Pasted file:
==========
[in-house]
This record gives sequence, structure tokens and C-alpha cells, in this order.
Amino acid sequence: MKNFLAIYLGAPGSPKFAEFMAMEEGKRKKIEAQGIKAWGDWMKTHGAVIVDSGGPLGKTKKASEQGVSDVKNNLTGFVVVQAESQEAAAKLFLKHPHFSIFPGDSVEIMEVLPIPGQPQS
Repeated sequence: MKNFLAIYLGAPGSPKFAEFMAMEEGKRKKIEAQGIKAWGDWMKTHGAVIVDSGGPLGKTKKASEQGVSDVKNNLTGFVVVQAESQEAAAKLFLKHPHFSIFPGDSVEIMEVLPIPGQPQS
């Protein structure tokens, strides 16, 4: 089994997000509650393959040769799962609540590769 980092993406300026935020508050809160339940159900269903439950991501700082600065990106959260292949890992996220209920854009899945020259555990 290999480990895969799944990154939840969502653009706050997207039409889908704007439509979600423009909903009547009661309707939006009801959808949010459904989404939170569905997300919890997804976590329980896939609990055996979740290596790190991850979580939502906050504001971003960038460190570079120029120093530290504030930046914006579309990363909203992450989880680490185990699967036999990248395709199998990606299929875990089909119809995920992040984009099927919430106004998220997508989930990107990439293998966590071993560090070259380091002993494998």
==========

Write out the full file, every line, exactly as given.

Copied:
[in-house]
This record gives sequence, structure tokens and C-alpha cells, in this order.
Amino acid sequence: MKNFLAIYLGAPGSPKFAEFMAMEEGKRKKIEAQGIKAWGDWMKTHGAVIVDSGGPLGKTKKASEQGVSDVKNNLTGFVVVQAESQEAAAKLFLKHPHFSIFPGDSVEIMEVLPIPGQPQS
Repeated sequence: MKNFLAIYLGAPGSPKFAEFMAMEEGKRKKIEAQGIKAWGDWMKTHGAVIVDSGGPLGKTKKASEQGVSDVKNNLTGFVVVQAESQEAAAKLFLKHPHFSIFPGDSVEIMEVLPIPGQPQS
């Protein structure tokens, strides 16, 4: 089994997000509650393959040769799962609540590769 980092993406300026935020508050809160339940159900269903439950991501700082600065990106959260292949890992996220209920854009899945020259555990 290999480990895969799944990154939840969502653009706050997207039409889908704007439509979600423009909903009547009661309707939006009801959808949010459904989404939170569905997300919890997804976590329980896939609990055996979740290596790190991850979580939502906050504001971003960038460190570079120029120093530290504030930046914006579309990363909203992450989880680490185990699967036999990248395709199998990606299929875990089909119809995920992040984009099927919430106004998220997508989930990107990439293998966590071993560090070259380091002993494998």